Rockets are an entirely different deal, and you will have to come up with a way to get them off the ground, keep them stabilized, and get them to fly as high as possible. This might involve some deal of chemistry, and figuring out an ignition system. Gyroscopes might be involved.
Of course if you are John Carmack, you may want to skip the bullshit altogether and start building space rockets. Just don’t expect to do that for 20 bucks.
This might sound like a peculiar suggestion for an “intellectual” hobby, but it’s more relevant than you think. Playing musical instruments actually uses a lot of different areas of your brain simultaneously. In fact, some people theorize that this is why women are often attracted to musicians- the skill tells them that that person has a well developed brain. So it is, in fact, a pretty good mental workout, and it actually goes both ways; many musicians say that performing a brain intensive task like reading a complicated book or doing math actually improves their playing ability. I myself felt short term gains in accuracy after doing math, and feel long term gains in accuracy now that I have 3 years of computer science education behind me, so as a training mechanism for your brain it’s not a bad one because it’s all intimately connected.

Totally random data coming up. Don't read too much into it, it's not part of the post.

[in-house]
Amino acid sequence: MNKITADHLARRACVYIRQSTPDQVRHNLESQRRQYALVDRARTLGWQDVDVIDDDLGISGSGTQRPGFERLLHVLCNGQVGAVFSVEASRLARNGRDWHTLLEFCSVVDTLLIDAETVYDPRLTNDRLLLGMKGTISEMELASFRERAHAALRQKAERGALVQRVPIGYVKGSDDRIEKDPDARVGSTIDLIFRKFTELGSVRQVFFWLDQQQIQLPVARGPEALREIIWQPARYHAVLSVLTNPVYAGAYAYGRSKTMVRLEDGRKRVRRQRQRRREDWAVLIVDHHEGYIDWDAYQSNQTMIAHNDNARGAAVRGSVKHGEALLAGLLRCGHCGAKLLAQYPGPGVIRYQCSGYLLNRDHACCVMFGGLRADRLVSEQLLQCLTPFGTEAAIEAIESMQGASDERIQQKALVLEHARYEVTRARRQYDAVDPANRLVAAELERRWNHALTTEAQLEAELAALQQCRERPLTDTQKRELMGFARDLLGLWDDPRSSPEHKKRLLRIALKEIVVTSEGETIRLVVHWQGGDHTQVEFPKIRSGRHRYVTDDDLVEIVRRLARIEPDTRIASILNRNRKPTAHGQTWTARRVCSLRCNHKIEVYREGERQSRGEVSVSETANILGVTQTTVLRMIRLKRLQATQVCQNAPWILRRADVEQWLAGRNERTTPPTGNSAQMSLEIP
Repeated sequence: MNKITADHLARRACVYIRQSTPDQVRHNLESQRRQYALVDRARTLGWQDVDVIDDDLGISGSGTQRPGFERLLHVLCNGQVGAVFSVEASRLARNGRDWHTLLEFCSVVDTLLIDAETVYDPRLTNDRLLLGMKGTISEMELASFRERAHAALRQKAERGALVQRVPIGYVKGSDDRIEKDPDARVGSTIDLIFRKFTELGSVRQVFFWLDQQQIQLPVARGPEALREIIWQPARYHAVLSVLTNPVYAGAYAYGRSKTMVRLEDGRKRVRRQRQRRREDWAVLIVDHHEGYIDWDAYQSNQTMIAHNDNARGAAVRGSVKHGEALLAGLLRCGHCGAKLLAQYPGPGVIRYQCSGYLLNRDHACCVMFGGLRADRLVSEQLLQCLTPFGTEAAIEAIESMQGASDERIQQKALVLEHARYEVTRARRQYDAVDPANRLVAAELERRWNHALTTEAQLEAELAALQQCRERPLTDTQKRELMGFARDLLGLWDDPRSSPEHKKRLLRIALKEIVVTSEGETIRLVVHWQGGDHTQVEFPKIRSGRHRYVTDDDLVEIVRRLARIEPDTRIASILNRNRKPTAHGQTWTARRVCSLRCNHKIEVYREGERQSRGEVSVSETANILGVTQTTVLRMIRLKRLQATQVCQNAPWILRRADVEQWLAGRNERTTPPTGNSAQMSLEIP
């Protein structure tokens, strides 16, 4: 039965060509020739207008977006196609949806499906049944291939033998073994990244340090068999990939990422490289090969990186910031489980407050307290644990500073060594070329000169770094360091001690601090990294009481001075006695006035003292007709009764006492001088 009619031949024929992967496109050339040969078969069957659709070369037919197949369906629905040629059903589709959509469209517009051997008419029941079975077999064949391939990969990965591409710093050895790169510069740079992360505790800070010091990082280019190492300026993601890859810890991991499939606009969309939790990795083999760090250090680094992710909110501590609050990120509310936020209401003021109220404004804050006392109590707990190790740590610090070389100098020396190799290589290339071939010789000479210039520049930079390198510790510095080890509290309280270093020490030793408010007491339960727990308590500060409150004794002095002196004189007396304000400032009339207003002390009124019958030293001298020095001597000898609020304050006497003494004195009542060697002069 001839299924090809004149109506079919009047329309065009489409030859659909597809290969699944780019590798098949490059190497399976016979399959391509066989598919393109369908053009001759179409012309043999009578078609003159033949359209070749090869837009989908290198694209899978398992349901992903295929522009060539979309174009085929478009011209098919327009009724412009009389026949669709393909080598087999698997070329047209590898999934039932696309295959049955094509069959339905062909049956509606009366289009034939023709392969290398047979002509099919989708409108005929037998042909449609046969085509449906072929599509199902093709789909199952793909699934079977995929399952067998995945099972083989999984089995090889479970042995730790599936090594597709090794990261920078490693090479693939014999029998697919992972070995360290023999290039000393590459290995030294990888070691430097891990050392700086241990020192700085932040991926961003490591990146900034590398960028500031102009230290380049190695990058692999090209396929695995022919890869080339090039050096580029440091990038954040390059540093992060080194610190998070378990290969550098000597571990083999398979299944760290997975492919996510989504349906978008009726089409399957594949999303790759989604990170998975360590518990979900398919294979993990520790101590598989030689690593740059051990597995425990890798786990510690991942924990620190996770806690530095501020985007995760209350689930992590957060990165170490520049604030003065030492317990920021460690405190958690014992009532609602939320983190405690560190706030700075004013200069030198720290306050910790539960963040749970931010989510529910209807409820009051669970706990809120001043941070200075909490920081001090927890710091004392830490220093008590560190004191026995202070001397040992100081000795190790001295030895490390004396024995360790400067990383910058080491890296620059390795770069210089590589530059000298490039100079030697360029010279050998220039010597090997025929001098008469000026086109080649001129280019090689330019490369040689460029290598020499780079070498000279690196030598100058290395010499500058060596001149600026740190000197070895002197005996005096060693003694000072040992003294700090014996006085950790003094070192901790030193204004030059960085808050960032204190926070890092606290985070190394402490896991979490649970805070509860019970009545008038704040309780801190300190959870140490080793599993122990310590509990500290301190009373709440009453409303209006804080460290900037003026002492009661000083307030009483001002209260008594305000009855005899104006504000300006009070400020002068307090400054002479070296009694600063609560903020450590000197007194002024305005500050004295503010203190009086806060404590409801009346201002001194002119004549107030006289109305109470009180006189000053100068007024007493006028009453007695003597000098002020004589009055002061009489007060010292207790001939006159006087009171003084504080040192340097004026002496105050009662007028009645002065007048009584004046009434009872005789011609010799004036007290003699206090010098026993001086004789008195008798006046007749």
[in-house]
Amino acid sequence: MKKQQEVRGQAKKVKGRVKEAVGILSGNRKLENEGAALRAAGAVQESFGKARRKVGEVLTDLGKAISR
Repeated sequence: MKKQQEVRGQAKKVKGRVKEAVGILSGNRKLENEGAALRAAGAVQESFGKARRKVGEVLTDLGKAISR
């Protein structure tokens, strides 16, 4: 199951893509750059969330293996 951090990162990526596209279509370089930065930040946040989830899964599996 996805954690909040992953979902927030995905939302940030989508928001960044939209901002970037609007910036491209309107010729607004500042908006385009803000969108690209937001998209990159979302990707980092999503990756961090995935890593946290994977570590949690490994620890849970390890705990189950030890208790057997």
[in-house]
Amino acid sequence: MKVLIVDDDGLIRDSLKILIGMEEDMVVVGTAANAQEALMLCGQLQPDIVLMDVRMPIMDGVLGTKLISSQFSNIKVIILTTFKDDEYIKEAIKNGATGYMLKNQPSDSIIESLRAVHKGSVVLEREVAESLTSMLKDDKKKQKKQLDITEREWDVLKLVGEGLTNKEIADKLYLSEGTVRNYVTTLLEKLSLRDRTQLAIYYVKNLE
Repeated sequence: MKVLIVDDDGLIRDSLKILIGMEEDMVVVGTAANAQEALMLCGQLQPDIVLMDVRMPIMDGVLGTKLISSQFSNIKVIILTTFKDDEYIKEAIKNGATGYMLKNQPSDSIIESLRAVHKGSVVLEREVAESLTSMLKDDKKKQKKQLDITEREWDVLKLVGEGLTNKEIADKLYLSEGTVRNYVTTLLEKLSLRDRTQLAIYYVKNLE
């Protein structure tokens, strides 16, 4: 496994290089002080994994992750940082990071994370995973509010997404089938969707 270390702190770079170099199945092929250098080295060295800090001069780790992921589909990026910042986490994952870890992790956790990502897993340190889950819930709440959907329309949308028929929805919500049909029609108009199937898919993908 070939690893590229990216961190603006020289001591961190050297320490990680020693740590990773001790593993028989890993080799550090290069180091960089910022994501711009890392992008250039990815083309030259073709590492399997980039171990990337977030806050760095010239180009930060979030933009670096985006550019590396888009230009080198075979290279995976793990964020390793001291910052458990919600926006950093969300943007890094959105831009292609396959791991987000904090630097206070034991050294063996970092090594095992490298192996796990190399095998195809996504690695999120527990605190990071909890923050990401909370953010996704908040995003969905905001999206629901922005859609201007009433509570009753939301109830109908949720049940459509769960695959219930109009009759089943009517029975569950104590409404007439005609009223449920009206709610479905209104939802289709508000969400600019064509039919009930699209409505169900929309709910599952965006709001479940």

Music is also a vast domain and you can study it for years without ever reaching the limit of what can be known about it. There’s a huge wealth of ideas to familiarize yourself with, many different levels to excel on (technique, creativity, style, feel, etc.), and there is a well defined underlying theory to it that acts as the back bone of the field.
To get you started with inspiration, here are a few songs by a band which I feel excels in all aspects of music making- technique, creativity, style, sound, feel, and just about anything else you can think of- the mighty Dream Theater.